dia Millett, who works around the elegiac theme of houses and homes that have been lost or emptied, here zeroed in on individual components of houses, establishing a new intimacy. The main thrusts of these works, all from 2014, lay in the skillful and sophisticated quilting and in the workmanship that went into the miniature clapboarding and roofing.
Each work held a narrative twist. For the quilted tondo Untitled (Farm House), Millet used a Japanese Art Deco–style piece of fabric to engulf a simple house shape, resulting in a kind of ukiyo-e dream world in which the house could provide shelter in a vortex. Three other quilts explored ideas by unraveling, introducing unfamiliar shapes, or stacking different fabrics to refer to other structures.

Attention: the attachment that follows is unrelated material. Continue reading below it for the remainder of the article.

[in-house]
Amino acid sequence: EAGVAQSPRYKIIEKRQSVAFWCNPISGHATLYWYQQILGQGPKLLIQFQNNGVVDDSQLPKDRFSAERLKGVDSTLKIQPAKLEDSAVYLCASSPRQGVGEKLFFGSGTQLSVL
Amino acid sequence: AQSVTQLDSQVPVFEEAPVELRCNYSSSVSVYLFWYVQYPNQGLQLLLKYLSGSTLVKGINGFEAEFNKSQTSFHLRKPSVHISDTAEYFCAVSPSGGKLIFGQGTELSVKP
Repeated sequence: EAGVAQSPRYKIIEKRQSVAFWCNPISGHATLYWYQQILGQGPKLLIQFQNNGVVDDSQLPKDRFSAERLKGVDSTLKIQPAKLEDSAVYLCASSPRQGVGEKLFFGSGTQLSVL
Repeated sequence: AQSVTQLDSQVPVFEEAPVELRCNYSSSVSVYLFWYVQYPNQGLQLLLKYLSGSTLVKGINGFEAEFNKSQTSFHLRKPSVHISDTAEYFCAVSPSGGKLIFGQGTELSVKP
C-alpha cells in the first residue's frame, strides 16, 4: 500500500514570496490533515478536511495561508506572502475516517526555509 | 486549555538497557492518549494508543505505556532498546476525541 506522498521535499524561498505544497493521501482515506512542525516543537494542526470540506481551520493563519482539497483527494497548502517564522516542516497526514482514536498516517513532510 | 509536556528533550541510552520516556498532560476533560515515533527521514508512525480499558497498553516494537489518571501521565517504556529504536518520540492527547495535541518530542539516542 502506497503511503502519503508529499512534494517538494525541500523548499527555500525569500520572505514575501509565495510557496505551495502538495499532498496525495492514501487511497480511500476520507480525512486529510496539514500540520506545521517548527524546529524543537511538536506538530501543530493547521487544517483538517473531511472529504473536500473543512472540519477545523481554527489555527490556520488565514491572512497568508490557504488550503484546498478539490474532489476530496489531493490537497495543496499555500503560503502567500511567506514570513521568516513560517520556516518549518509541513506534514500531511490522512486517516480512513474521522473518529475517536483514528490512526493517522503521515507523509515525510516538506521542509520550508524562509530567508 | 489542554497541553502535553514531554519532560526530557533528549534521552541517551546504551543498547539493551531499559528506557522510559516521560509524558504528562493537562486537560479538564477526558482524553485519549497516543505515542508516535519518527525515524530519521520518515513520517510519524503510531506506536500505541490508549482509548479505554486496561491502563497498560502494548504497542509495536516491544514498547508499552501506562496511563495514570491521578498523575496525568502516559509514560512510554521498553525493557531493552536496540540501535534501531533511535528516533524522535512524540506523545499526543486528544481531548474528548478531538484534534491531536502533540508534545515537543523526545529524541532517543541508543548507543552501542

Wooden wall pieces replicated sections of siding or roofing on a tiny scale. The large Untitled (Bird Fire) is made of shingles, with two windows and several holes, including a giant aperture with charred edges occupied by a taxidermied bird. The smaller Untitled (Scissors), with curved shingles that look new, is punctuated by an arched window containing a tiny hanging pair of scissors. Untitled (Stripes) has striations of dark and light wood, with a single window.
These beautifully crafted works clearly conveyed the mystery and humanity of the humblest of house structures.
A version of this story originally appeared in the September 2014 issue of ARTnews on page 102.